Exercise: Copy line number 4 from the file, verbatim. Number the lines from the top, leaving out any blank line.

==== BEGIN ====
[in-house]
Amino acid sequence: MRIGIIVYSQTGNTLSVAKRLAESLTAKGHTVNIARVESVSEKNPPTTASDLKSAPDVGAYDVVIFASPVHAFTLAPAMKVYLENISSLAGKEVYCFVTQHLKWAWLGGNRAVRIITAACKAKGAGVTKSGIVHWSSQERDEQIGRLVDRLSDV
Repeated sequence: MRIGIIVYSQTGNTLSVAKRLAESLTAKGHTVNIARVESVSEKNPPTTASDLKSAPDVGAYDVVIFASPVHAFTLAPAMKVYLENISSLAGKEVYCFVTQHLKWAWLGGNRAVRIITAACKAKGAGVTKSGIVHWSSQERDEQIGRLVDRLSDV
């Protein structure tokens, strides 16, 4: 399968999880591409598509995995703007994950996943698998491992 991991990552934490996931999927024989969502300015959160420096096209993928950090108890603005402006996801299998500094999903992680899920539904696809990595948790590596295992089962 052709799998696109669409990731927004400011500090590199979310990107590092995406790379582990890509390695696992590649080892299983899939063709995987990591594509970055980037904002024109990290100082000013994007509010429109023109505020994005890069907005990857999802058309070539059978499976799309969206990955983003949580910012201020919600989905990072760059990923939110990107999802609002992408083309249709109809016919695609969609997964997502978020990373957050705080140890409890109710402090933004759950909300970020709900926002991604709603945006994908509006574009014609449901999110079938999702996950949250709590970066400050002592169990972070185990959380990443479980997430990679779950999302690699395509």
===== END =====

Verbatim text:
């Protein structure tokens, strides 16, 4: 399968999880591409598509995995703007994950996943698998491992 991991990552934490996931999927024989969502300015959160420096096209993928950090108890603005402006996801299998500094999903992680899920539904696809990595948790590596295992089962 052709799998696109669409990731927004400011500090590199979310990107590092995406790379582990890509390695696992590649080892299983899939063709995987990591594509970055980037904002024109990290100082000013994007509010429109023109505020994005890069907005990857999802058309070539059978499976799309969206990955983003949580910012201020919600989905990072760059990923939110990107999802609002992408083309249709109809016919695609969609997964997502978020990373957050705080140890409890109710402090933004759950909300970020709900926002991604709603945006994908509006574009014609449901999110079938999702996950949250709590970066400050002592169990972070185990959380990443479980997430990679779950999302690699395509």